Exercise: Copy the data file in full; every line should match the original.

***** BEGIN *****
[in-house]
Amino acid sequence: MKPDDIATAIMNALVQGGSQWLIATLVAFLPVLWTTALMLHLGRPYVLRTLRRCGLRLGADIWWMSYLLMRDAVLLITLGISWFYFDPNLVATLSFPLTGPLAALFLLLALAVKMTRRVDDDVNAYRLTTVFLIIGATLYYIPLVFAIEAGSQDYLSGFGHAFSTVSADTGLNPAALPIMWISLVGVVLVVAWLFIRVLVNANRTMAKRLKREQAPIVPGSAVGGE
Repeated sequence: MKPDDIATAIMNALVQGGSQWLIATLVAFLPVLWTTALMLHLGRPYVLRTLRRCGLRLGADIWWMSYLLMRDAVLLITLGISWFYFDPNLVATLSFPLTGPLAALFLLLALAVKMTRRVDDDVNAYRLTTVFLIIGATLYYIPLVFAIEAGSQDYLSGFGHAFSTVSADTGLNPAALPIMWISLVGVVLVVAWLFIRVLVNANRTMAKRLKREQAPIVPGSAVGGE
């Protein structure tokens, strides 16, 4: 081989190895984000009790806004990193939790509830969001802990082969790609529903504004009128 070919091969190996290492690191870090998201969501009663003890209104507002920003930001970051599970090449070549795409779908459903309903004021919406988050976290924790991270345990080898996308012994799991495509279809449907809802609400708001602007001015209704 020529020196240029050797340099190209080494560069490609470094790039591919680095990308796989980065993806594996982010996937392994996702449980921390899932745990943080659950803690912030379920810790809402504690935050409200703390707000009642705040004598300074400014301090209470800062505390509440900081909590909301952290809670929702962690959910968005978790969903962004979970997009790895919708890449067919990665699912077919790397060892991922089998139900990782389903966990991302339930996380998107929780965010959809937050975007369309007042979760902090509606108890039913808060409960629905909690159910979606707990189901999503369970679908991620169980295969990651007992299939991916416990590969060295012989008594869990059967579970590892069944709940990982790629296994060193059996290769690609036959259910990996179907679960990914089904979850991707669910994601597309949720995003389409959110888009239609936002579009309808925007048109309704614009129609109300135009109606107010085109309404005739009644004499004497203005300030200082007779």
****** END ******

[in-house]
Amino acid sequence: MKPDDIATAIMNALVQGGSQWLIATLVAFLPVLWTTALMLHLGRPYVLRTLRRCGLRLGADIWWMSYLLMRDAVLLITLGISWFYFDPNLVATLSFPLTGPLAALFLLLALAVKMTRRVDDDVNAYRLTTVFLIIGATLYYIPLVFAIEAGSQDYLSGFGHAFSTVSADTGLNPAALPIMWISLVGVVLVVAWLFIRVLVNANRTMAKRLKREQAPIVPGSAVGGE
Repeated sequence: MKPDDIATAIMNALVQGGSQWLIATLVAFLPVLWTTALMLHLGRPYVLRTLRRCGLRLGADIWWMSYLLMRDAVLLITLGISWFYFDPNLVATLSFPLTGPLAALFLLLALAVKMTRRVDDDVNAYRLTTVFLIIGATLYYIPLVFAIEAGSQDYLSGFGHAFSTVSADTGLNPAALPIMWISLVGVVLVVAWLFIRVLVNANRTMAKRLKREQAPIVPGSAVGGE
């Protein structure tokens, strides 16, 4: 081989190895984000009790806004990193939790509830969001802990082969790609529903504004009128 070919091969190996290492690191870090998201969501009663003890209104507002920003930001970051599970090449070549795409779908459903309903004021919406988050976290924790991270345990080898996308012994799991495509279809449907809802609400708001602007001015209704 020529020196240029050797340099190209080494560069490609470094790039591919680095990308796989980065993806594996982010996937392994996702449980921390899932745990943080659950803690912030379920810790809402504690935050409200703390707000009642705040004598300074400014301090209470800062505390509440900081909590909301952290809670929702962690959910968005978790969903962004979970997009790895919708890449067919990665699912077919790397060892991922089998139900990782389903966990991302339930996380998107929780965010959809937050975007369309007042979760902090509606108890039913808060409960629905909690159910979606707990189901999503369970679908991620169980295969990651007992299939991916416990590969060295012989008594869990059967579970590892069944709940990982790629296994060193059996290769690609036959259910990996179907679960990914089904979850991707669910994601597309949720995003389409959110888009239609936002579009309808925007048109309704614009129609109300135009109606107010085109309404005739009644004499004497203005300030200082007779």